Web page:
Nov. 9 (Bloomberg) -- Australian consumer confidence jumped in November as the central bank’s first interest-rate cut in 31 months lowered payments for mortgage holders, a private survey showed.
The sentiment index climbed 6.3 percent to 103.4, the third straight monthly gain and the highest level since May, according to a Westpac Banking Corp. and Melbourne Institute survey of 1,200 consumers taken Oct. 31-Nov. 6 and released today in Sydney.
Reserve Bank Governor Glenn Stevens lowered the developed world’s highest rates Nov. 1 to 4.5 percent from 4.75 percent as commodity prices weakened and Europe’s sovereign debt crisis dimmed prospects for global growth. Traders bet there is an 86 percent chance he will reduce rates by a quarter percentage point again next month, interbank cash-rate futures show.
“We would expect the next move to be in February next year when the bank has had time to assess the impact of the first move; more information is available about the global economy; and further evidence is available on inflation,” Bill Evans, Westpac’s chief economist, said in an e-mailed statement. “The real test for the current cycle is whether this recent recovery in confidence can be sustained.”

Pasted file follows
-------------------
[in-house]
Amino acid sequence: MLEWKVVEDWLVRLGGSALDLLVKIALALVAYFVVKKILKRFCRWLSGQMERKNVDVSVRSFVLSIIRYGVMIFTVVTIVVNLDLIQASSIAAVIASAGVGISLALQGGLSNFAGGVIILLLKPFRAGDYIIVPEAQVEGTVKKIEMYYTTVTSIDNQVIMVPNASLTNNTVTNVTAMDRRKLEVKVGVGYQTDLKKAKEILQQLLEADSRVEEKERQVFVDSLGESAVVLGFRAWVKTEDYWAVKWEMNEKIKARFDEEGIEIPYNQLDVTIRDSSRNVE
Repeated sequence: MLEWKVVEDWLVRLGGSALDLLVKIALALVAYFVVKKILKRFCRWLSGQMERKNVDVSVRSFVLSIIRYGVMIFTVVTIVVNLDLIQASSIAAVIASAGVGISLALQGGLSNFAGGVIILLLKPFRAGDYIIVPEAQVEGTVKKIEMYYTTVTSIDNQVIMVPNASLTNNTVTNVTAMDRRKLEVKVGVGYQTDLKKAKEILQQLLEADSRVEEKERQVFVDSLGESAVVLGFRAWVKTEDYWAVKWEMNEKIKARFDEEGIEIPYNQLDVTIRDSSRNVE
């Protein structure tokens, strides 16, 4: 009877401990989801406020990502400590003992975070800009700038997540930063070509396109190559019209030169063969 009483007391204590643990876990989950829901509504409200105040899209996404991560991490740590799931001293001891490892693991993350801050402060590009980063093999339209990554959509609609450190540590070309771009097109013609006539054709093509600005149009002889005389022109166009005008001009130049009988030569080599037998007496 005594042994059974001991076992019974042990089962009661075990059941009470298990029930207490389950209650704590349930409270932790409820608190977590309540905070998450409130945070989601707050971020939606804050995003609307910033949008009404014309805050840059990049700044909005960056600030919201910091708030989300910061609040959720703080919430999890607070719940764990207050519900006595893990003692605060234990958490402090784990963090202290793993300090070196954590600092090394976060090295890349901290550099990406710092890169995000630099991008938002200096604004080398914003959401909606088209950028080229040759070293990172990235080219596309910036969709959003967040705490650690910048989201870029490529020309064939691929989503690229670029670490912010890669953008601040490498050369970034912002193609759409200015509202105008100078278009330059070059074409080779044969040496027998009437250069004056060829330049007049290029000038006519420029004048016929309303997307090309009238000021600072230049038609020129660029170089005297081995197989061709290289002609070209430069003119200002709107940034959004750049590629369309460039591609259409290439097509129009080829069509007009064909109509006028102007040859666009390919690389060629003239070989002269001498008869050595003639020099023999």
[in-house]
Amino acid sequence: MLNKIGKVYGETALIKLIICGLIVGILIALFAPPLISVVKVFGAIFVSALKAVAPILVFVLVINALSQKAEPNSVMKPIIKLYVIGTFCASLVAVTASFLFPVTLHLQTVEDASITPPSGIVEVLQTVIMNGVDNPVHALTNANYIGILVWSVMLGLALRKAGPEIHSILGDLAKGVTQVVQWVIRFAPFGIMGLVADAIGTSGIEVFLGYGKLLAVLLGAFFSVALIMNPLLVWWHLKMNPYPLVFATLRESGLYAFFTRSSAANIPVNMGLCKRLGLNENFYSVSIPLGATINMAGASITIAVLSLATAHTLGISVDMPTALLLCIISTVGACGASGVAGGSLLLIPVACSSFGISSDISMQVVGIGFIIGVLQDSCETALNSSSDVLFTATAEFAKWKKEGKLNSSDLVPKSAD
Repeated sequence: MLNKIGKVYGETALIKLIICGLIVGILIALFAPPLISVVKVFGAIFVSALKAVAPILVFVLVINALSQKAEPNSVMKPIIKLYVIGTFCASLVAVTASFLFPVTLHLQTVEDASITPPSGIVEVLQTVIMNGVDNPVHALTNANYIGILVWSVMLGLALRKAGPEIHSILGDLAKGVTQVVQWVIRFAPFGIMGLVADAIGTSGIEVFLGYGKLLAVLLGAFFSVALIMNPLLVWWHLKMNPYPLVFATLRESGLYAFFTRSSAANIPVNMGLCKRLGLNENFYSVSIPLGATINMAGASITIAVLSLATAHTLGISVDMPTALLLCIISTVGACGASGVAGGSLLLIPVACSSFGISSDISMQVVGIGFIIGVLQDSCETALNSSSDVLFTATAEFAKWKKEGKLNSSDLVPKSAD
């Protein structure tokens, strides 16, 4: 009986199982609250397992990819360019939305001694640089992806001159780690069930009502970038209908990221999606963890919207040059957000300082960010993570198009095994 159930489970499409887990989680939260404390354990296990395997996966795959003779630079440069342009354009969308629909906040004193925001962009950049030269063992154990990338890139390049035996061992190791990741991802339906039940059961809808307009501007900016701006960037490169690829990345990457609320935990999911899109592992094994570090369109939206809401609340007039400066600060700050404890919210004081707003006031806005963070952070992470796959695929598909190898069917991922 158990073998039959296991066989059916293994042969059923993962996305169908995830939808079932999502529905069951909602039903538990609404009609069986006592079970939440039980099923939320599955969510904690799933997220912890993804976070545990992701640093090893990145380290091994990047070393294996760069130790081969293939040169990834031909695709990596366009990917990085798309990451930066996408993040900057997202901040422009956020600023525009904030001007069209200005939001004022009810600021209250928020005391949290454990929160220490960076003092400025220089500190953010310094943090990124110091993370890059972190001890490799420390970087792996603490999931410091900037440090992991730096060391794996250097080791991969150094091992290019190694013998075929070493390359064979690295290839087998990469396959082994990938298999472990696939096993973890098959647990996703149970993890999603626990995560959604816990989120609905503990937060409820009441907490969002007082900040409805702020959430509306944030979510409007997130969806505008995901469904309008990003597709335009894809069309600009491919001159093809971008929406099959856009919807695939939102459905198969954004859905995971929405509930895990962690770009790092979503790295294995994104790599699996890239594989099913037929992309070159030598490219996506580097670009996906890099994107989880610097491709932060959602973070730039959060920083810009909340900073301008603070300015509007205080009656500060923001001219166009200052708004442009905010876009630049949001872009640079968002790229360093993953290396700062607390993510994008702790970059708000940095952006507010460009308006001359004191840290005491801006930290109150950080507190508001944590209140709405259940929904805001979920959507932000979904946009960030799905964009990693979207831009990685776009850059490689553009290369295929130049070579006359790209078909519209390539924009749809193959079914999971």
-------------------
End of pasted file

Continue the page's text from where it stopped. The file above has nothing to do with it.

The nation’s four biggest banks -- Commonwealth Bank of Australia, Australia & New Zealand Banking Group Ltd., National Australia Bank Ltd. and Westpac -- reduced home-loan rates for customers after the RBA’s move.
The Reserve Bank, in a quarterly statement released Nov. 4, lowered its forecasts for economic growth and inflation for the next two years as financial turmoil abroad makes businesses more reluctant to hire and consumers wary about spending.
“Our interpretation of the bank’s recent Statement on Monetary Policy is that it is troubled by developments in Europe and, due to a more downbeat assessment of the domestic economy, sees clear room to cut further,” said Evans, who in July was the first economist to predict Australia’s central bank would reduce rates this year.
Australian employment has weakened this year from record growth in 2010 and the unemployment rate reached a 10-month high in August before falling to 5.2 percent in September. A government report tomorrow will show it rose to 5.3 percent in October, according to the median estimate of 24 economists.
The Australian dollar, the world’s fifth-most traded currency, has dropped 6 percent from its record-high $1.1081 reached July 27 amid speculation Greece will default and spur a repeat of the 2008 credit freeze that followed the collapse of Lehman Brothers Holdings Inc.
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